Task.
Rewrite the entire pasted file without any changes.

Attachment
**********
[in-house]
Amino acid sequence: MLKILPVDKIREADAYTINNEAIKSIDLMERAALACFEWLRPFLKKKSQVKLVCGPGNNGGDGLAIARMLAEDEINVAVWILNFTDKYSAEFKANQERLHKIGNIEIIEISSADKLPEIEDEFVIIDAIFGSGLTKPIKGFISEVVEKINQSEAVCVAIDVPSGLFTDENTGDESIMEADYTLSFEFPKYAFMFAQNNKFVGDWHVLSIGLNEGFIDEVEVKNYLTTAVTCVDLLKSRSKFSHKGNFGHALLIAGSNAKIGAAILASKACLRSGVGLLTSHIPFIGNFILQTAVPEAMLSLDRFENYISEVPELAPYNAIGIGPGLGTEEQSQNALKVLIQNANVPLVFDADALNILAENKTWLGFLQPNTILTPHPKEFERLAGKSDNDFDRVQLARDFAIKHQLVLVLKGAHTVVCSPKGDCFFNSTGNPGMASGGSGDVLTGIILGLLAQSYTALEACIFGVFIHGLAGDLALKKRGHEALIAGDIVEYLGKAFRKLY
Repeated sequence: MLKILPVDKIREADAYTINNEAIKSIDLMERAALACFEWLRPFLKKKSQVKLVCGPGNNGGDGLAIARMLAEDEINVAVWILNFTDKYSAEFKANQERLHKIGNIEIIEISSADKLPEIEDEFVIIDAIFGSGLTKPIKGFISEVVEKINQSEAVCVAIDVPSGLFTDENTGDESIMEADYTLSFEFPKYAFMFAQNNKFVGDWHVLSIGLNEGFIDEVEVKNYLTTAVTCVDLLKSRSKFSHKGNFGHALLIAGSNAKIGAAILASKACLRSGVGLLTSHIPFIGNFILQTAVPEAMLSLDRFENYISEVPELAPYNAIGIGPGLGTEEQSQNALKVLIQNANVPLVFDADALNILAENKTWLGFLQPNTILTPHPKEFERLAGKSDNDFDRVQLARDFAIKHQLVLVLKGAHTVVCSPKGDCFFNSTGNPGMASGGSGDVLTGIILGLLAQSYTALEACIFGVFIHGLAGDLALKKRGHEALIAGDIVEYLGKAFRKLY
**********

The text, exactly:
[in-house]
Amino acid sequence: MLKILPVDKIREADAYTINNEAIKSIDLMERAALACFEWLRPFLKKKSQVKLVCGPGNNGGDGLAIARMLAEDEINVAVWILNFTDKYSAEFKANQERLHKIGNIEIIEISSADKLPEIEDEFVIIDAIFGSGLTKPIKGFISEVVEKINQSEAVCVAIDVPSGLFTDENTGDESIMEADYTLSFEFPKYAFMFAQNNKFVGDWHVLSIGLNEGFIDEVEVKNYLTTAVTCVDLLKSRSKFSHKGNFGHALLIAGSNAKIGAAILASKACLRSGVGLLTSHIPFIGNFILQTAVPEAMLSLDRFENYISEVPELAPYNAIGIGPGLGTEEQSQNALKVLIQNANVPLVFDADALNILAENKTWLGFLQPNTILTPHPKEFERLAGKSDNDFDRVQLARDFAIKHQLVLVLKGAHTVVCSPKGDCFFNSTGNPGMASGGSGDVLTGIILGLLAQSYTALEACIFGVFIHGLAGDLALKKRGHEALIAGDIVEYLGKAFRKLY
Repeated sequence: MLKILPVDKIREADAYTINNEAIKSIDLMERAALACFEWLRPFLKKKSQVKLVCGPGNNGGDGLAIARMLAEDEINVAVWILNFTDKYSAEFKANQERLHKIGNIEIIEISSADKLPEIEDEFVIIDAIFGSGLTKPIKGFISEVVEKINQSEAVCVAIDVPSGLFTDENTGDESIMEADYTLSFEFPKYAFMFAQNNKFVGDWHVLSIGLNEGFIDEVEVKNYLTTAVTCVDLLKSRSKFSHKGNFGHALLIAGSNAKIGAAILASKACLRSGVGLLTSHIPFIGNFILQTAVPEAMLSLDRFENYISEVPELAPYNAIGIGPGLGTEEQSQNALKVLIQNANVPLVFDADALNILAENKTWLGFLQPNTILTPHPKEFERLAGKSDNDFDRVQLARDFAIKHQLVLVLKGAHTVVCSPKGDCFFNSTGNPGMASGGSGDVLTGIILGLLAQSYTALEACIFGVFIHGLAGDLALKKRGHEALIAGDIVEYLGKAFRKLY